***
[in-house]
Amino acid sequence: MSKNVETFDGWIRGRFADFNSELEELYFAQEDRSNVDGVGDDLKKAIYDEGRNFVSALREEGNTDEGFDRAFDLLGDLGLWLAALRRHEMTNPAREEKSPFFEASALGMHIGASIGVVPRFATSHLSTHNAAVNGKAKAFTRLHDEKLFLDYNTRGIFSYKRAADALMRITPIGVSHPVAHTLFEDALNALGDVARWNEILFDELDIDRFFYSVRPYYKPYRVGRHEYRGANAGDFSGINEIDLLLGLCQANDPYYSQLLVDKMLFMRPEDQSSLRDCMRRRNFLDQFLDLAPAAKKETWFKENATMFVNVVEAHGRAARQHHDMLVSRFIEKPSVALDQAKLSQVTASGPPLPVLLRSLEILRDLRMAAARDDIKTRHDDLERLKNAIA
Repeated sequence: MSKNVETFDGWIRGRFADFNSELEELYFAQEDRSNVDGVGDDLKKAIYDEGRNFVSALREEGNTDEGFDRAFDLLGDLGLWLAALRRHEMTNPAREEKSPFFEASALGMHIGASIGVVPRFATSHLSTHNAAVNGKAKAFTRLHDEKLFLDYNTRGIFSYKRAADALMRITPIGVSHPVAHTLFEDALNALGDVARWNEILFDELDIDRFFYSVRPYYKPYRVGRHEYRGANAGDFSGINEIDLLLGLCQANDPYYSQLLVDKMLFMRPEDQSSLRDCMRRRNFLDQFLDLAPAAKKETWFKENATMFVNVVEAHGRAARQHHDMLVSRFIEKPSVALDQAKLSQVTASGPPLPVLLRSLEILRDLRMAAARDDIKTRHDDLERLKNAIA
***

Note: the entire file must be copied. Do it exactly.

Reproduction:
[in-house]
Amino acid sequence: MSKNVETFDGWIRGRFADFNSELEELYFAQEDRSNVDGVGDDLKKAIYDEGRNFVSALREEGNTDEGFDRAFDLLGDLGLWLAALRRHEMTNPAREEKSPFFEASALGMHIGASIGVVPRFATSHLSTHNAAVNGKAKAFTRLHDEKLFLDYNTRGIFSYKRAADALMRITPIGVSHPVAHTLFEDALNALGDVARWNEILFDELDIDRFFYSVRPYYKPYRVGRHEYRGANAGDFSGINEIDLLLGLCQANDPYYSQLLVDKMLFMRPEDQSSLRDCMRRRNFLDQFLDLAPAAKKETWFKENATMFVNVVEAHGRAARQHHDMLVSRFIEKPSVALDQAKLSQVTASGPPLPVLLRSLEILRDLRMAAARDDIKTRHDDLERLKNAIA
Repeated sequence: MSKNVETFDGWIRGRFADFNSELEELYFAQEDRSNVDGVGDDLKKAIYDEGRNFVSALREEGNTDEGFDRAFDLLGDLGLWLAALRRHEMTNPAREEKSPFFEASALGMHIGASIGVVPRFATSHLSTHNAAVNGKAKAFTRLHDEKLFLDYNTRGIFSYKRAADALMRITPIGVSHPVAHTLFEDALNALGDVARWNEILFDELDIDRFFYSVRPYYKPYRVGRHEYRGANAGDFSGINEIDLLLGLCQANDPYYSQLLVDKMLFMRPEDQSSLRDCMRRRNFLDQFLDLAPAAKKETWFKENATMFVNVVEAHGRAARQHHDMLVSRFIEKPSVALDQAKLSQVTASGPPLPVLLRSLEILRDLRMAAARDDIKTRHDDLERLKNAIA